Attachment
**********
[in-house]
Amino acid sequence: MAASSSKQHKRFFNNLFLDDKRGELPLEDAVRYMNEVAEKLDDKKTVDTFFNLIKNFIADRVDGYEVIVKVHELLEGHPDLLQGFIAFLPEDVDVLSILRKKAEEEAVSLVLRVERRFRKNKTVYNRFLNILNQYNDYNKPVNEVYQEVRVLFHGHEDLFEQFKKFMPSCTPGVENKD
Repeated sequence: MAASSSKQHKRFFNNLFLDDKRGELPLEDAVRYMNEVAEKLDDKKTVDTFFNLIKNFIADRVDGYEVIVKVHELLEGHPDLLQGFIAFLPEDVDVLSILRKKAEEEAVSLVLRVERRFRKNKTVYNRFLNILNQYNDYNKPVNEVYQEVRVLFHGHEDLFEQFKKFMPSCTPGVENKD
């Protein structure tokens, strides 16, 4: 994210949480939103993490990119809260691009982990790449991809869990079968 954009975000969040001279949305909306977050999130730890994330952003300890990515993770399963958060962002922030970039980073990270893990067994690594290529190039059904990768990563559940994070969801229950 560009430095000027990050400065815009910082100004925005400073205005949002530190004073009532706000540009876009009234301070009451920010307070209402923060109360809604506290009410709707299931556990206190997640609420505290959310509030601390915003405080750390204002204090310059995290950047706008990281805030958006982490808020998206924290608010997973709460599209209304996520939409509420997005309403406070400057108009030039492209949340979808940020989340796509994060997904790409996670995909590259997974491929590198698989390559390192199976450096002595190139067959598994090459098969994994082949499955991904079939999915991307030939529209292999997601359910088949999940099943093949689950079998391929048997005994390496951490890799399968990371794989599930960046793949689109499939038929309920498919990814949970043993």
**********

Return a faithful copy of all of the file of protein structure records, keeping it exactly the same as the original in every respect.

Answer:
[in-house]
Amino acid sequence: MAASSSKQHKRFFNNLFLDDKRGELPLEDAVRYMNEVAEKLDDKKTVDTFFNLIKNFIADRVDGYEVIVKVHELLEGHPDLLQGFIAFLPEDVDVLSILRKKAEEEAVSLVLRVERRFRKNKTVYNRFLNILNQYNDYNKPVNEVYQEVRVLFHGHEDLFEQFKKFMPSCTPGVENKD
Repeated sequence: MAASSSKQHKRFFNNLFLDDKRGELPLEDAVRYMNEVAEKLDDKKTVDTFFNLIKNFIADRVDGYEVIVKVHELLEGHPDLLQGFIAFLPEDVDVLSILRKKAEEEAVSLVLRVERRFRKNKTVYNRFLNILNQYNDYNKPVNEVYQEVRVLFHGHEDLFEQFKKFMPSCTPGVENKD
């Protein structure tokens, strides 16, 4: 994210949480939103993490990119809260691009982990790449991809869990079968 954009975000969040001279949305909306977050999130730890994330952003300890990515993770399963958060962002922030970039980073990270893990067994690594290529190039059904990768990563559940994070969801229950 560009430095000027990050400065815009910082100004925005400073205005949002530190004073009532706000540009876009009234301070009451920010307070209402923060109360809604506290009410709707299931556990206190997640609420505290959310509030601390915003405080750390204002204090310059995290950047706008990281805030958006982490808020998206924290608010997973709460599209209304996520939409509420997005309403406070400057108009030039492209949340979808940020989340796509994060997904790409996670995909590259997974491929590198698989390559390192199976450096002595190139067959598994090459098969994994082949499955991904079939999915991307030939529209292999997601359910088949999940099943093949689950079998391929048997005994390496951490890799399968990371794989599930960046793949689109499939038929309920498919990814949970043993």